Judge Patrick Bromley is the very model of a modern major movie critic.
Just who are the girls in those fashion ads?
Like the dark mirror of TV's America's Next Top Model, the 2011 documentary Girl Model explores what getting into the industry for most young women. We assume it's a whirlwind ride of fame and glamour. Here's a movie that proves it's something else entirely.
A film crew follows 13-year-old Nadya, who, in the opening scene, is chosen from a group of gaunt, bikini-clad young Siberian girls as the winner a beauty pageant, for which she is awarded a modeling contract in Tokyo. Nadya and another young woman are put together as roommates and begin working in Japan's super-competitive modeling industry, and though they do start showing up in pictures (after taking "portfolio" shots), the checks do not arrive. Meanwhile, a talent scout named Ashley—herself a former model—grows more and more disenchanted with the business of selling young women.
I don't want to go so far as to suggest that the transplanting of young Russian girls to Japan is akin to sex trafficking (though a case could be made), but it is impossible to watch Girl Model and not see that they're at least little more than cattle being shipped from place to place. They are exploited. They are taken advantage of. They are 13. How this is not only not considered a crime but actually fueling a billion-dollar industry is the kind of thing that keeps me awake at night. It's fascinating, then, that talent scout Ashley Arbaugh (who receives a "creative consultant" credit on the movie) seems to be so complicit in the practices we see here; she has been critical of the industry in the past and is clearly uncomfortable with what goes on, but there she is, pointing out girls who fit the right "type" to be shipped off to Japan. I get it. People have to make a living. But there is a disconnect between what Arbaugh seems to believe and what she does, and it's a compelling one—enough that I wish more of the movie could have focused on her.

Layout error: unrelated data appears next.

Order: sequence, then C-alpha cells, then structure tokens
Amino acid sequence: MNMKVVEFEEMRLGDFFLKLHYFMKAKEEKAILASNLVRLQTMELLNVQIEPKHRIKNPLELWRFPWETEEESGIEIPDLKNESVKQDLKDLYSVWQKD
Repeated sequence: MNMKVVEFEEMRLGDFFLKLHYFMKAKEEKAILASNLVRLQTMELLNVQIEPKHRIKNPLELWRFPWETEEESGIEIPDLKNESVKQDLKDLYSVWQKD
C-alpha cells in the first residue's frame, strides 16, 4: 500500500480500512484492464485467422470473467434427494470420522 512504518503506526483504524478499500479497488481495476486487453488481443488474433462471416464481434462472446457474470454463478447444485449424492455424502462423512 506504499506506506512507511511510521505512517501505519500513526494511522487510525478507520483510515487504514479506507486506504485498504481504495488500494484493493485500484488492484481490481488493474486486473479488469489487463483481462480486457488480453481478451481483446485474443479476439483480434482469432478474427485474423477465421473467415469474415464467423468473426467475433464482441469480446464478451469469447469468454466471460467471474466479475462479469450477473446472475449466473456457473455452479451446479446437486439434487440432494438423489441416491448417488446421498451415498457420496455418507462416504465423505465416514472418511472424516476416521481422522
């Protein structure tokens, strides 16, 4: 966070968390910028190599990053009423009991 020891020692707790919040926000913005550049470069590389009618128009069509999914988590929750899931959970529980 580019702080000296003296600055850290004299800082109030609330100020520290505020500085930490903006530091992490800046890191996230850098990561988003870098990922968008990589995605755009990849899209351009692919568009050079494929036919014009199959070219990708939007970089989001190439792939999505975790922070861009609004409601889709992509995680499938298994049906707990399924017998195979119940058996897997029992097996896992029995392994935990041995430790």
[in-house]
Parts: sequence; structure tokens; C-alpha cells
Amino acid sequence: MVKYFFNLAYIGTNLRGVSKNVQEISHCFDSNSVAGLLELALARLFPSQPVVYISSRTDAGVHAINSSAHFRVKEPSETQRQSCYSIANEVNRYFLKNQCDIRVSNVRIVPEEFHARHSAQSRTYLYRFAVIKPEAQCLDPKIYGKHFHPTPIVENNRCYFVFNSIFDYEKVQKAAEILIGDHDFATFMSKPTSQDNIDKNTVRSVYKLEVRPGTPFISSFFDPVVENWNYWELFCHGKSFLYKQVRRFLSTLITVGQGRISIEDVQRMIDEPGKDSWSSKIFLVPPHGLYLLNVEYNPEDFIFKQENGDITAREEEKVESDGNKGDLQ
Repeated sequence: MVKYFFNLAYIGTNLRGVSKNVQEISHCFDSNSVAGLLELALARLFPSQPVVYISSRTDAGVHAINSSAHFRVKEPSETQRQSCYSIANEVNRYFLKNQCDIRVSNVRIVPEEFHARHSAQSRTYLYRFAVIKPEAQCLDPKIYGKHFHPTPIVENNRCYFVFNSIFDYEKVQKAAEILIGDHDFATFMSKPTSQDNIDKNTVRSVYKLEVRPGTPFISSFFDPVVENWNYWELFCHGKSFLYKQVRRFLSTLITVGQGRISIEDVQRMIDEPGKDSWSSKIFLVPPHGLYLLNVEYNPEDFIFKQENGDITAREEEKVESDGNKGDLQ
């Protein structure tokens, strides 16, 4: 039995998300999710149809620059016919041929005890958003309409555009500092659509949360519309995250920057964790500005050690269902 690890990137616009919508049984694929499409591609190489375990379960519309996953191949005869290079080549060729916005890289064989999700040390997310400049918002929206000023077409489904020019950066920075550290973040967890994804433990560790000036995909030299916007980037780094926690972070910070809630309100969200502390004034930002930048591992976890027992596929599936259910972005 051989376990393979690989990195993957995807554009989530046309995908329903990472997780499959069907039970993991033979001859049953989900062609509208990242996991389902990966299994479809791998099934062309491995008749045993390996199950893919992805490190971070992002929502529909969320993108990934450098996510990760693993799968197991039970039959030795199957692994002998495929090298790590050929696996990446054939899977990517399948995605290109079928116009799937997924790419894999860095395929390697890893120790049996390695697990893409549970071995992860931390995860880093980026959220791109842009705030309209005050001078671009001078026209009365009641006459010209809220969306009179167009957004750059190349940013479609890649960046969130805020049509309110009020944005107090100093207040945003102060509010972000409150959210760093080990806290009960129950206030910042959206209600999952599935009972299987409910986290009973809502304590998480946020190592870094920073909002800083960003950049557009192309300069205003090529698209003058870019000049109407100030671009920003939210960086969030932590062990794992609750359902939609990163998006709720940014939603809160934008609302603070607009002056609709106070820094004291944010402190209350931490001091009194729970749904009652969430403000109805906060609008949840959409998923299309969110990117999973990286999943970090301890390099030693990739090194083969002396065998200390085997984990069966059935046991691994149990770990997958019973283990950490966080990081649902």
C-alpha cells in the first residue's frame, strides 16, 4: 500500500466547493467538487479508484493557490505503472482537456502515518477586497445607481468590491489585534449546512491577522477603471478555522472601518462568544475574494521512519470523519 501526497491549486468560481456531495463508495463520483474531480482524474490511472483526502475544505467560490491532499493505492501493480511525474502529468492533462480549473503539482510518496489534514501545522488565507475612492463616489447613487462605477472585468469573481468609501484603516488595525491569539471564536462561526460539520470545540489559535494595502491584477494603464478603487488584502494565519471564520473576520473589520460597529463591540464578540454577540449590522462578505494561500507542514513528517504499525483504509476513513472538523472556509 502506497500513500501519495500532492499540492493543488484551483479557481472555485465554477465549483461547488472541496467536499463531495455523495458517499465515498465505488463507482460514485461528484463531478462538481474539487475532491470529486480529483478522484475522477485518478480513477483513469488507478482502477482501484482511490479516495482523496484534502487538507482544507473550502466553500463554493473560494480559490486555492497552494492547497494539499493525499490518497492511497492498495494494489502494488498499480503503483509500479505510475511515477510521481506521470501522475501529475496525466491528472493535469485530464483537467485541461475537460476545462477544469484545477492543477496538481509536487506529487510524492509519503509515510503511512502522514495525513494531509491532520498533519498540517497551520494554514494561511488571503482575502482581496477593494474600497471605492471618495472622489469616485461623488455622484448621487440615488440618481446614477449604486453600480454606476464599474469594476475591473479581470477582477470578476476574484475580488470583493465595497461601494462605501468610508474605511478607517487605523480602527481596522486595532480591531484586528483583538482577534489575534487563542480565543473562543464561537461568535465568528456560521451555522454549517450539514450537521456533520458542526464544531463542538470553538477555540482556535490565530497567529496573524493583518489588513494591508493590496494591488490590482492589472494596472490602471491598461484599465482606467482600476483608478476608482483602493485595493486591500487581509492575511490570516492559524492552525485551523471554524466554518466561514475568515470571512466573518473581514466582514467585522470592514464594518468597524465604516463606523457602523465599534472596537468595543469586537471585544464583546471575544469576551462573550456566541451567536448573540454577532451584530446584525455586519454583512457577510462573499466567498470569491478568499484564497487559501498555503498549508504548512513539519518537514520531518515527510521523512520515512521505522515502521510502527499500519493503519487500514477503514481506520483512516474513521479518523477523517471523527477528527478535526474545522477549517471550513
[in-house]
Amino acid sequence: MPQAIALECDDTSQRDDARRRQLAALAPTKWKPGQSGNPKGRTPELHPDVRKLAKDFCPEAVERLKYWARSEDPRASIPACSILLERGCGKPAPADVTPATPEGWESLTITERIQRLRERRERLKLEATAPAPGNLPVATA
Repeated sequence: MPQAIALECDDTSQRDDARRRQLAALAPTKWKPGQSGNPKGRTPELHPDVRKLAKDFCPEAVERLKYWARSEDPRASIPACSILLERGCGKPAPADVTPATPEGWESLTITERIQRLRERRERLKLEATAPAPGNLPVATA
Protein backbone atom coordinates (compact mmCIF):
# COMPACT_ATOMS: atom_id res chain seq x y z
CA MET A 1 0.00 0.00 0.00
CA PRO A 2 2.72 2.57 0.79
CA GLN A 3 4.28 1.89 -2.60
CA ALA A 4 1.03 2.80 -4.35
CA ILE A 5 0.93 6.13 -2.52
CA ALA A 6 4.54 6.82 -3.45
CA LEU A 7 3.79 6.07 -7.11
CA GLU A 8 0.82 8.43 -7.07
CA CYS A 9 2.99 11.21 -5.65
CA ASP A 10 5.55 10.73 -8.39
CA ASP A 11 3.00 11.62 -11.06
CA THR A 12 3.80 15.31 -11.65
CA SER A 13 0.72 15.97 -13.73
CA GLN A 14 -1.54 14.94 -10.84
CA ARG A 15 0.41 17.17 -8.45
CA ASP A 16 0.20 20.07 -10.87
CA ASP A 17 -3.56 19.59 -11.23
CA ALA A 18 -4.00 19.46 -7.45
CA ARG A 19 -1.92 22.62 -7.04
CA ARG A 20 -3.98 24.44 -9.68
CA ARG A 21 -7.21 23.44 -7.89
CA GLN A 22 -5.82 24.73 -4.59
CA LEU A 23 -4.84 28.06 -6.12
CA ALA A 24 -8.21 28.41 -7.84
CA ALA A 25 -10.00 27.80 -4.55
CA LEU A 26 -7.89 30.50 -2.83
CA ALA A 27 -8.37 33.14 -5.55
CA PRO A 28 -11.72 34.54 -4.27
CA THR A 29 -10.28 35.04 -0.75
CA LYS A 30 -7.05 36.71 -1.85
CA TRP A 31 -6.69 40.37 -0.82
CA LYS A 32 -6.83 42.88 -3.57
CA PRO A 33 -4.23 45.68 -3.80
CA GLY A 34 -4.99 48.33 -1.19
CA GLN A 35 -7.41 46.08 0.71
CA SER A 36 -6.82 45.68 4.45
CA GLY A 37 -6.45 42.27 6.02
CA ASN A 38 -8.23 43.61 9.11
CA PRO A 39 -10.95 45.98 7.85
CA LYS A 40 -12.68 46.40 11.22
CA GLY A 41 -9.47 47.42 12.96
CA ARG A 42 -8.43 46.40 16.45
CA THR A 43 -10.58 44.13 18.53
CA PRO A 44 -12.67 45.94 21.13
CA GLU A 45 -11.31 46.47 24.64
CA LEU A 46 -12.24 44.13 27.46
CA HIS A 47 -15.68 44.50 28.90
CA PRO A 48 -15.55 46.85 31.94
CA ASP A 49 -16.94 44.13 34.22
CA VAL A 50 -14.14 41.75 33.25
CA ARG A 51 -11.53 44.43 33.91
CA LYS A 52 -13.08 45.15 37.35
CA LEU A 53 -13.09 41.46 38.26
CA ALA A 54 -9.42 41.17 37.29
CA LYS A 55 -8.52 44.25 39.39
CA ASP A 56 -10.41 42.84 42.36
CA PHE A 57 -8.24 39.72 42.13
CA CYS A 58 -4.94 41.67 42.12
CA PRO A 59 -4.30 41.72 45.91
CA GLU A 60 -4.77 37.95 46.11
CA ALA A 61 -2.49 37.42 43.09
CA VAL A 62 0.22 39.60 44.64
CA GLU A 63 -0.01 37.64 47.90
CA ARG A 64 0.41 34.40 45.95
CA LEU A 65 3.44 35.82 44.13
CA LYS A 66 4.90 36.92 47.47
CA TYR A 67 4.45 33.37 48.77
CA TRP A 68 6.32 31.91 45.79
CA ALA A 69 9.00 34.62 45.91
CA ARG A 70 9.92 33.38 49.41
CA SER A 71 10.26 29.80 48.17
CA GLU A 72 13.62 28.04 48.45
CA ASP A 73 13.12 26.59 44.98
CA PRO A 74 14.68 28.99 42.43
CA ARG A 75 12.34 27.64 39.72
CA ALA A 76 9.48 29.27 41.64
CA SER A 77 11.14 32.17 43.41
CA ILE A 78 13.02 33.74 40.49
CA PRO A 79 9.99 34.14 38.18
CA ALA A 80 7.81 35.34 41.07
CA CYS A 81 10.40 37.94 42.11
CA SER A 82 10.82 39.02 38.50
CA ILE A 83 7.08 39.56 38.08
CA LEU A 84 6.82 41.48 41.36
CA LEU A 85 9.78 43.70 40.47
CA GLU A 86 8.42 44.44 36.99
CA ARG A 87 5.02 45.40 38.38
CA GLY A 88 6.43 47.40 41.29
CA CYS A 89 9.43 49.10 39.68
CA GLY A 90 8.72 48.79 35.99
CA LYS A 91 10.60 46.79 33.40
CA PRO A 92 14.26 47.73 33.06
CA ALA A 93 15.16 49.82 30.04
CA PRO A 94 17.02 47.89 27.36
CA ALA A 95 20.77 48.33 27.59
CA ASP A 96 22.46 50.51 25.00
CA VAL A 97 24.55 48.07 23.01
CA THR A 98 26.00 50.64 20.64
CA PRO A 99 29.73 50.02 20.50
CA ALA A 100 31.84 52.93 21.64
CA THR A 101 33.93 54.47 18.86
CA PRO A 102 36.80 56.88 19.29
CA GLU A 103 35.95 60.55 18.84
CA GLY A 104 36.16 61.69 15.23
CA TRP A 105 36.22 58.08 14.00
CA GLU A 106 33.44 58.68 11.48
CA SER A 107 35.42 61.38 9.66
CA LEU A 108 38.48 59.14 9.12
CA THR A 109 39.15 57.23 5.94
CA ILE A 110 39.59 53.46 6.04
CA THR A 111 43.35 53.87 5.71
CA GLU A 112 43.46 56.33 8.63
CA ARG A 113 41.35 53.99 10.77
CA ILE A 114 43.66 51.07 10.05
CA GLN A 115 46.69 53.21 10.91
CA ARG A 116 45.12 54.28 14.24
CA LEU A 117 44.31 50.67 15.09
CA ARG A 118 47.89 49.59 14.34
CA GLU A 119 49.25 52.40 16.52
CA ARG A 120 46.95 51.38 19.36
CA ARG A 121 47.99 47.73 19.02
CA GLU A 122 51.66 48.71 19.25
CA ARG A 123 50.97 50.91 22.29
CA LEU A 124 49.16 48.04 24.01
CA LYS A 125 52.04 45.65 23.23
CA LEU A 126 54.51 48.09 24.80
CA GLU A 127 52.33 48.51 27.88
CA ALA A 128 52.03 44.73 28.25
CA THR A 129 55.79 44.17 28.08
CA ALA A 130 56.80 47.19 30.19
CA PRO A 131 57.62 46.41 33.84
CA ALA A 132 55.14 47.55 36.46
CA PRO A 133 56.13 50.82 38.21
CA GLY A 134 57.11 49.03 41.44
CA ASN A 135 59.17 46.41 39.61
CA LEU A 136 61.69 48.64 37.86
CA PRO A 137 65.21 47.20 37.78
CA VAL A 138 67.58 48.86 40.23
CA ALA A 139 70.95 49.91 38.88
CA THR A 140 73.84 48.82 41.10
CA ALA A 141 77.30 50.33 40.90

At only 77 minutes, the movie feels somewhat underdeveloped. At the same time, what more is there to necessarily say on the subject? I guess the filmmakers could have profiled several young women—that's the typical format for a movie like this—and maybe it would have shown one girl succeeding in the way we imagine. But this is not that movie, which is specifically concerned with the a) supply of young models in Russia and b) the demand for young white girls to model in Japan. It also would have given lie to the movie's messages. Profile three girls and one moves to New York as a successful model, now it looks like 33 percent of all young models make it. The truth is, sadly, much closer to what's profiled in Girl Model. Any young woman who has watched Tyra Banks' reality series and dreamed of the life should be required to see this documentary. It can be a cruel, cruel industry, and one not worth selling your body.
First Run Features' DVD of Girl Model is in keeping with the movie's humble roots. The film is presented in 1.78:1 anamorphic widescreen and looks fine for a movie shot on what looks like slightly better-than-consumer-grade video. Everything is bright and clean enough, though colors are bland and sometimes have a kind of greenish hue—common issues with a video image. Still, the aesthetic works, because it gives the movie a sense of immediacy and legitimacy; we feel even more like a fly on the wall. The 2.0 audio track is fine; it can sometimes be challenging to make out the dialogue (especially in scenes with a lot of people talking), but much of movie is told in subtitles, so it's less of an issue than it might otherwise be. The only bonus feature is a collection of eight deleted scenes.
Girl Model won't really tell you anything you don't already know about the modeling industry: it's exploitative and icky, turning young women in cattle. The visual of a room full of pallid, undernourished teen girls is one of the more depressing sights I've seen in movies, and things really only get worse from there. Anyone looking for a documentary that blows the lid off the business of beauty isn't going to find it here, but it's still a solid effort. Yes, the life of a model can be glamourous. But it can also be awful and disturbing. Some things just speak for themselves.
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Scales of Justice
Studio: First Run Features
• Deleted Scenes
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